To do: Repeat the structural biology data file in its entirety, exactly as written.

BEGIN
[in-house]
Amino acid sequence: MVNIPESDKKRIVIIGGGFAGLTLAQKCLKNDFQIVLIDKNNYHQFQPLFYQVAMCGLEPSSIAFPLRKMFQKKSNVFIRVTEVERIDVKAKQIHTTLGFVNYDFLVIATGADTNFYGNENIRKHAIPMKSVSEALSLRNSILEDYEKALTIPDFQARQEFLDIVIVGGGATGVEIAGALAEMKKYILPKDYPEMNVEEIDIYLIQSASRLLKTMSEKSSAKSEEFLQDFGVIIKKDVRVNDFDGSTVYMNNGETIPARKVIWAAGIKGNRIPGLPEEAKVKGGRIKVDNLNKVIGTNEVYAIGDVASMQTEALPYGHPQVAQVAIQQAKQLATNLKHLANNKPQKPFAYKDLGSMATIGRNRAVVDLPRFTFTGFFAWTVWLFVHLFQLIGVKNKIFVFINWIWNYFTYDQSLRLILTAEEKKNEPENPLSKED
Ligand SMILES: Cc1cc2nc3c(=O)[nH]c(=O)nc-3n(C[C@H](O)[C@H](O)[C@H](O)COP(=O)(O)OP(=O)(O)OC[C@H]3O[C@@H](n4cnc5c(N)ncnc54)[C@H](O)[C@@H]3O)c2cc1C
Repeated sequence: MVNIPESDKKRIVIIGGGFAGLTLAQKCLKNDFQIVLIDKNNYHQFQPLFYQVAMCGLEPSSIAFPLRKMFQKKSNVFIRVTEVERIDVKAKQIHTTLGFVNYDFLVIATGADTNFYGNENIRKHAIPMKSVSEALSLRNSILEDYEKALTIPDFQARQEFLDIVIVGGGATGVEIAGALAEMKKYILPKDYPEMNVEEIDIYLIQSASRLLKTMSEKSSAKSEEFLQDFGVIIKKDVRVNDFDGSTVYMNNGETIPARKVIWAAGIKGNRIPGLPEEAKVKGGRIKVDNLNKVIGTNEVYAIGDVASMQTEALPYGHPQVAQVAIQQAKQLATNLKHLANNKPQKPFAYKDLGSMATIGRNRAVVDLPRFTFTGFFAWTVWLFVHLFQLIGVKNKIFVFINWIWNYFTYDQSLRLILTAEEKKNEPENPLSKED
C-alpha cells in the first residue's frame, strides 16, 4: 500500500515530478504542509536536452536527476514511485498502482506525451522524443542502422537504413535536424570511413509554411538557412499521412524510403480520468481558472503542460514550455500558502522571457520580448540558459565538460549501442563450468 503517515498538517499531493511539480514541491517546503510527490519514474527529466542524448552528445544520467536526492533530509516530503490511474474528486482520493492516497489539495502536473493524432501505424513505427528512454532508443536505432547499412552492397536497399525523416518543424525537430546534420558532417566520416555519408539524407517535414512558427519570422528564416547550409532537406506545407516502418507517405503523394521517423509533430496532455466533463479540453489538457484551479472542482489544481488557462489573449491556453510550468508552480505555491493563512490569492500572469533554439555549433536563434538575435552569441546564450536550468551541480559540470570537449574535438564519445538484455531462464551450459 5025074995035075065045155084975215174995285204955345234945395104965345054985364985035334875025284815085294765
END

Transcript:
[in-house]
Amino acid sequence: MVNIPESDKKRIVIIGGGFAGLTLAQKCLKNDFQIVLIDKNNYHQFQPLFYQVAMCGLEPSSIAFPLRKMFQKKSNVFIRVTEVERIDVKAKQIHTTLGFVNYDFLVIATGADTNFYGNENIRKHAIPMKSVSEALSLRNSILEDYEKALTIPDFQARQEFLDIVIVGGGATGVEIAGALAEMKKYILPKDYPEMNVEEIDIYLIQSASRLLKTMSEKSSAKSEEFLQDFGVIIKKDVRVNDFDGSTVYMNNGETIPARKVIWAAGIKGNRIPGLPEEAKVKGGRIKVDNLNKVIGTNEVYAIGDVASMQTEALPYGHPQVAQVAIQQAKQLATNLKHLANNKPQKPFAYKDLGSMATIGRNRAVVDLPRFTFTGFFAWTVWLFVHLFQLIGVKNKIFVFINWIWNYFTYDQSLRLILTAEEKKNEPENPLSKED
Ligand SMILES: Cc1cc2nc3c(=O)[nH]c(=O)nc-3n(C[C@H](O)[C@H](O)[C@H](O)COP(=O)(O)OP(=O)(O)OC[C@H]3O[C@@H](n4cnc5c(N)ncnc54)[C@H](O)[C@@H]3O)c2cc1C
Repeated sequence: MVNIPESDKKRIVIIGGGFAGLTLAQKCLKNDFQIVLIDKNNYHQFQPLFYQVAMCGLEPSSIAFPLRKMFQKKSNVFIRVTEVERIDVKAKQIHTTLGFVNYDFLVIATGADTNFYGNENIRKHAIPMKSVSEALSLRNSILEDYEKALTIPDFQARQEFLDIVIVGGGATGVEIAGALAEMKKYILPKDYPEMNVEEIDIYLIQSASRLLKTMSEKSSAKSEEFLQDFGVIIKKDVRVNDFDGSTVYMNNGETIPARKVIWAAGIKGNRIPGLPEEAKVKGGRIKVDNLNKVIGTNEVYAIGDVASMQTEALPYGHPQVAQVAIQQAKQLATNLKHLANNKPQKPFAYKDLGSMATIGRNRAVVDLPRFTFTGFFAWTVWLFVHLFQLIGVKNKIFVFINWIWNYFTYDQSLRLILTAEEKKNEPENPLSKED
C-alpha cells in the first residue's frame, strides 16, 4: 500500500515530478504542509536536452536527476514511485498502482506525451522524443542502422537504413535536424570511413509554411538557412499521412524510403480520468481558472503542460514550455500558502522571457520580448540558459565538460549501442563450468 503517515498538517499531493511539480514541491517546503510527490519514474527529466542524448552528445544520467536526492533530509516530503490511474474528486482520493492516497489539495502536473493524432501505424513505427528512454532508443536505432547499412552492397536497399525523416518543424525537430546534420558532417566520416555519408539524407517535414512558427519570422528564416547550409532537406506545407516502418507517405503523394521517423509533430496532455466533463479540453489538457484551479472542482489544481488557462489573449491556453510550468508552480505555491493563512490569492500572469533554439555549433536563434538575435552569441546564450536550468551541480559540470570537449574535438564519445538484455531462464551450459 5025074995035075065045155084975215174995285204955345234945395104965345054985364985035334875025284815085294765